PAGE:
• Cleveland

    Capt. Peter Davenport, (left) a naval science teacher at Cleveland NJROTC High School and T.L. Frison, a former teacher and grandfather to a current student there, listen as St. Louis Public School Superintendent Kelvin Adams gives his report that supports the withdrawal of his recommendation to close the school at the board meeting on Wednesday, March 20, 2013."I think it's a win for the community," Davenport said. "I'm proud of Dr. Adams." Photo by Christian Gooden, cgooden@post-dispatch.com

    Cleveland NJROTC High to remain open

    March 21, 2013 12:15 am  • 


    ST. LOUIS • After a month spent hearing pleas from students, parents, staff and alumni, city schools Superintendent Kelvin Adams dropped his recommendation Wednesday to close Cleveland NJROTC High School after years of lackluster enrollment.

    For weeks, Adams has heard stories about how the school’s Navy Junior Reserve Officer Training Corps had transformed students’ lives by teaching discipline and respect, and instilling a desire to learn that hadn’t existed in some of them before.

    But in the end it was the faculty’s plan to aggressively increase enrollment that saved the school from the budget ax.

    “The parent input was significant, but didn’t sway me,” Adams said. “It’s great that the alums rallied around the school. But the real factor is, they made some recommendations around current enrollment increases and future enrollment.”

    School closures are occurring at rapid pace in urban school systems nationwide as districts grapple with fewer students and emptier buildings. It’s a move that Adams says must be made if the St. Louis district is to adjust to increasing costs, shrinking revenue and enrollment.

    The special board governing St. Louis Public Schools did approve the closure of Sherman Elementary and L’Ouverture Middle schools — two of 21 schools in the district operating below 60 percent capacity. The two closures will save the district $1.3 million next year, Adams said.

    Of the schools operating well below capacity, seven are high schools.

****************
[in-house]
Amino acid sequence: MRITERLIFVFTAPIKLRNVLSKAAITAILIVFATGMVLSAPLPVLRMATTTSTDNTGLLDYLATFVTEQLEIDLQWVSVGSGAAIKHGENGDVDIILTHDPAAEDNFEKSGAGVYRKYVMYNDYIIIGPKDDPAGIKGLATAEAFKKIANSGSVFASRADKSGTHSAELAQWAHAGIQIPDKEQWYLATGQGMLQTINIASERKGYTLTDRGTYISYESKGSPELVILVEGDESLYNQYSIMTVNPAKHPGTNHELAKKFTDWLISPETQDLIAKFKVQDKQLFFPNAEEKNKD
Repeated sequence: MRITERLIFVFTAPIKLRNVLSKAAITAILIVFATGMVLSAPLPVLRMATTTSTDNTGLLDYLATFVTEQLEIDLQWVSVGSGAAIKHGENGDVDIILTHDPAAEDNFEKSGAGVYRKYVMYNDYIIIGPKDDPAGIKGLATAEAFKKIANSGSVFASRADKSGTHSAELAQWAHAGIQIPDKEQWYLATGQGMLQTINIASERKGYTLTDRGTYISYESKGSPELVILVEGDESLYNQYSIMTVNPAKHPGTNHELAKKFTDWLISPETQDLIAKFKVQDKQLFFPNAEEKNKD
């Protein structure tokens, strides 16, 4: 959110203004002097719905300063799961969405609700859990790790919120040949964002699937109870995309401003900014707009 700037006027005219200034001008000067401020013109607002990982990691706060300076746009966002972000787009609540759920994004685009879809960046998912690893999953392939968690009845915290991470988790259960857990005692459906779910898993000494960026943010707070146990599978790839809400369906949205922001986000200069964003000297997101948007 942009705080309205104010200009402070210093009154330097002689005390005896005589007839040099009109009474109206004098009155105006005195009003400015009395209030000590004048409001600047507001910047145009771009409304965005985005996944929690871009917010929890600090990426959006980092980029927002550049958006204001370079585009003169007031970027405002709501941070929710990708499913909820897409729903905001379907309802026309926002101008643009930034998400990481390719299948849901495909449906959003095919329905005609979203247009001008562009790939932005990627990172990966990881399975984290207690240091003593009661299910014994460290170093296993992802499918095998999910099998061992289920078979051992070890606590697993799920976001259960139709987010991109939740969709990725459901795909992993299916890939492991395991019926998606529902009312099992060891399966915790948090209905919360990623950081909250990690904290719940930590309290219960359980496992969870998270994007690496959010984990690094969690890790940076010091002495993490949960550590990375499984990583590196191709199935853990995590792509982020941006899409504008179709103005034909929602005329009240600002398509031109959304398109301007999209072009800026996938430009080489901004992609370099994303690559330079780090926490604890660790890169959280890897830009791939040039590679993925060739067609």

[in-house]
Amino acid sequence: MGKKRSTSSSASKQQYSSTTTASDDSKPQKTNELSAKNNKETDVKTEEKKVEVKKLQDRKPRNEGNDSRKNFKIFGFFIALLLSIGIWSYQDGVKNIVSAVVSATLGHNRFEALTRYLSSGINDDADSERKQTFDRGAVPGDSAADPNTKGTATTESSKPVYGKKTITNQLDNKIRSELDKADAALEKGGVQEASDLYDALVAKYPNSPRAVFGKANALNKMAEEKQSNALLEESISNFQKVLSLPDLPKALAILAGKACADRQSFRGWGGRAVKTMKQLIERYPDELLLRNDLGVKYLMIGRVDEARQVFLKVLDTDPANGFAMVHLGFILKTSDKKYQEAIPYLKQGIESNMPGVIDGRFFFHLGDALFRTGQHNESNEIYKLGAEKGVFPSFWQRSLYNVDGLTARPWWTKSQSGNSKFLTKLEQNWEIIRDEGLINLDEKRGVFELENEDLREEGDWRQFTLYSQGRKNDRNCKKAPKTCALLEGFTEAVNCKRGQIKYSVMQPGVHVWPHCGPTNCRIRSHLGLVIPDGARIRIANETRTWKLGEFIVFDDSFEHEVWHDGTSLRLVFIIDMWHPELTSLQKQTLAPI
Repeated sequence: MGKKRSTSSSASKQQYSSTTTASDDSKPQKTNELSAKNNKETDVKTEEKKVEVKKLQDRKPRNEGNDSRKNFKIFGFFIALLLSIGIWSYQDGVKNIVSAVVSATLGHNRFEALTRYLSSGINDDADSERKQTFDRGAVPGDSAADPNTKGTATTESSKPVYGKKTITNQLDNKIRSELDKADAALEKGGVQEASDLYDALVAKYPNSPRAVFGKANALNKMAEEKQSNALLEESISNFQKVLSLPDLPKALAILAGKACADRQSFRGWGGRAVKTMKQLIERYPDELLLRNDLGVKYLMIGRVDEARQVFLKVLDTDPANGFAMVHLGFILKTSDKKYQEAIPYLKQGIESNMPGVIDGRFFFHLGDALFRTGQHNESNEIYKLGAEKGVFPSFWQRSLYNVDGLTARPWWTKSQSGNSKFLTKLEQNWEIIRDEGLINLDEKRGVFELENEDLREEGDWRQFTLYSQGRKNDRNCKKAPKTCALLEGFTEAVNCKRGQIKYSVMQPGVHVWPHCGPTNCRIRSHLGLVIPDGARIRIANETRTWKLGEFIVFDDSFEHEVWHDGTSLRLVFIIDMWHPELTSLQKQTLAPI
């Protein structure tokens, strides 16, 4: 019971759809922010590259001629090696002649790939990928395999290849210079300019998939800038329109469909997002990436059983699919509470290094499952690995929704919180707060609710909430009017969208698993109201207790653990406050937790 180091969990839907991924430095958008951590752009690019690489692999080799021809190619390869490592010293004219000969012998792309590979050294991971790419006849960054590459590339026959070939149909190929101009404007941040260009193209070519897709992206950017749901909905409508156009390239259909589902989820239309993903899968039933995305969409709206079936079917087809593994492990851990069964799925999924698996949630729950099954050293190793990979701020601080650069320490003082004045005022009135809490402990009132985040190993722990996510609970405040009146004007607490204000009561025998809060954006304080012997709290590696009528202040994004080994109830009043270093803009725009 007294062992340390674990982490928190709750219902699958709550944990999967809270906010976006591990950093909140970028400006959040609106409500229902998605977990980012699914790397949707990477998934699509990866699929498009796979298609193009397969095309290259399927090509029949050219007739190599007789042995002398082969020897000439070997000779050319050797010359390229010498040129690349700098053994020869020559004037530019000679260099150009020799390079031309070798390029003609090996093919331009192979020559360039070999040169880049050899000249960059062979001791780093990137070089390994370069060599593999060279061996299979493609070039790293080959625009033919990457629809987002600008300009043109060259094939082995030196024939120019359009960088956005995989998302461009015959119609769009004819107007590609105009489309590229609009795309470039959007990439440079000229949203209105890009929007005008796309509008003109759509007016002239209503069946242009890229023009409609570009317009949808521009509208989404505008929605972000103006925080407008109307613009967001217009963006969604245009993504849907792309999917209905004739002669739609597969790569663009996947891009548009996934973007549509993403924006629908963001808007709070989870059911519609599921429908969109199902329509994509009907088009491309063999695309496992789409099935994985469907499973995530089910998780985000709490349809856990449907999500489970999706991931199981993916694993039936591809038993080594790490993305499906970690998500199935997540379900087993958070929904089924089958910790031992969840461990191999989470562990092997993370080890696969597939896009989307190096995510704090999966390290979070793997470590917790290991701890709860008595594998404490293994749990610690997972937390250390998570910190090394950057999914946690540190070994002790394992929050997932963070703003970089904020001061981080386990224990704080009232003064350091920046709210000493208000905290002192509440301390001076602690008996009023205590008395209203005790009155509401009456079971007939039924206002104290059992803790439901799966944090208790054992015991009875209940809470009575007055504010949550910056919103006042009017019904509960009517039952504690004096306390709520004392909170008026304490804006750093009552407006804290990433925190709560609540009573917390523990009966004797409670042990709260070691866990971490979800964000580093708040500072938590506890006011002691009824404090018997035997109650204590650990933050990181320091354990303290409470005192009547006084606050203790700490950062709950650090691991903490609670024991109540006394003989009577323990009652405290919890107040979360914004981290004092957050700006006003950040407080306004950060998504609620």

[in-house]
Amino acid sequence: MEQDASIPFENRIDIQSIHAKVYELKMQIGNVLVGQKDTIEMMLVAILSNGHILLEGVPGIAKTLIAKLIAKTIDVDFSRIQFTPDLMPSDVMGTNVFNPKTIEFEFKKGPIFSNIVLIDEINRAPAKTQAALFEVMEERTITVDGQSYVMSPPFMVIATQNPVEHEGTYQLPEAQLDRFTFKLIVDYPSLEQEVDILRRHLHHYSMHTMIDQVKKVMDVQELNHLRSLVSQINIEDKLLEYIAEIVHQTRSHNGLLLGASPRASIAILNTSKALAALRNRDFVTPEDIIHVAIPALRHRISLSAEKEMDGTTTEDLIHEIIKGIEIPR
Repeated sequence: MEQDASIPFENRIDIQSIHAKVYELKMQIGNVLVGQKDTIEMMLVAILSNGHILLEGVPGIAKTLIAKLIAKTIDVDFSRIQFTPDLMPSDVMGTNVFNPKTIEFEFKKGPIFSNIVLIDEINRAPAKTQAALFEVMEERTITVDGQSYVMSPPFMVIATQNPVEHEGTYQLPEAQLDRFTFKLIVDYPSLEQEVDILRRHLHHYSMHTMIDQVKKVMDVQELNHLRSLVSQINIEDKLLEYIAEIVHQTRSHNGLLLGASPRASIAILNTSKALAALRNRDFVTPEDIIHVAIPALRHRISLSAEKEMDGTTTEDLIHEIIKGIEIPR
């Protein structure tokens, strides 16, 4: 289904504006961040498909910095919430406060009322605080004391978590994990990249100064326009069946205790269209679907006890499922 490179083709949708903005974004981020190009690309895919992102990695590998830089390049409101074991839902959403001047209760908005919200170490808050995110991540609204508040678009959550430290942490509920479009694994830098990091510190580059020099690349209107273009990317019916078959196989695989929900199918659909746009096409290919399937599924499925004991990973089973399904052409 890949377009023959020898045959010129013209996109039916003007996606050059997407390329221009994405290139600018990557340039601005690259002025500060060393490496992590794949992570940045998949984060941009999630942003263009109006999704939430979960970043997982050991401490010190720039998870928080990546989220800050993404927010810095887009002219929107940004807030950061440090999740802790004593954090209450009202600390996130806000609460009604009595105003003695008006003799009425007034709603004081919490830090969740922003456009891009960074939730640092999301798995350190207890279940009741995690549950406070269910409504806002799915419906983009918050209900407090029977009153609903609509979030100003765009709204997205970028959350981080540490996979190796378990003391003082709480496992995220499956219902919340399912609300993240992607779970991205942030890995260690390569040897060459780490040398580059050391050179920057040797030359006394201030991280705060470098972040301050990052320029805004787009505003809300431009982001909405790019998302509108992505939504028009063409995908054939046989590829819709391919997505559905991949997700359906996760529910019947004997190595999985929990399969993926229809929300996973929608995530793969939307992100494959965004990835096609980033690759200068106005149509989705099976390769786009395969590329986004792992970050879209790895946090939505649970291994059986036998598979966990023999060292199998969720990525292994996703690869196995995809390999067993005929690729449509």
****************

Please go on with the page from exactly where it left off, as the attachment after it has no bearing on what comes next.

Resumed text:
“The elephant is still sitting in the room,” said Rick Sullivan, head of the Special Administrative Board. “We’ve got 6,000-7,000 high school students in buildings that can house 20,000 students.”

    Board member Richard Gaines said the district must prioritize a school’s student achievement ahead of how well it’s filling out a building.

    “At this point, we need to be talking pure academics in this school system,” he said.

    Test scores at Cleveland are among the best in the district, with students scoring well above the state average in reading and slightly above the state average in math. But the school’s enrollment of 260 students is using less than half the available space in the building it shares with Central Visual Performing Arts High School, at Kingshighway and Arsenal.

    School administrators presented a plan to Adams to accept 111 freshmen next year, almost double the size of this year’s class. They plan to form “feeder” partnerships with several area middle schools, including charter schools, through student mentorships. And they also plan to re-examine their application process without weakening academic requirements.

    Students and staff will be thrilled with Adams’ change of plans, said Capt. Peter Davenport, the school’s naval administrator and naval instructor. “They love that place,” he said. “It means home will stay open. It’s a win for the community. It’s a win for the kids.”

    “I’m really grateful,” said Stephanie Briggs, a sophomore, after the board meeting.

    Last month, Adams proposed several cost-cutting measures to balance a budget that anticipates $282.8 million in revenue, down from the $285.2 million projected for this year. Several of his recommendations were either dropped by him or rejected by the board Wednesday. Among them — increasing class sizes and cutting 20 social workers, counselors and nurses.

    “We don’t have enough of them. Period,” Adams said.

    Adams also dropped his recommendation for later start times at high schools after a majority of parents and faculty responded negatively in surveys. Doing so would have cost the district an additional $5.7 million.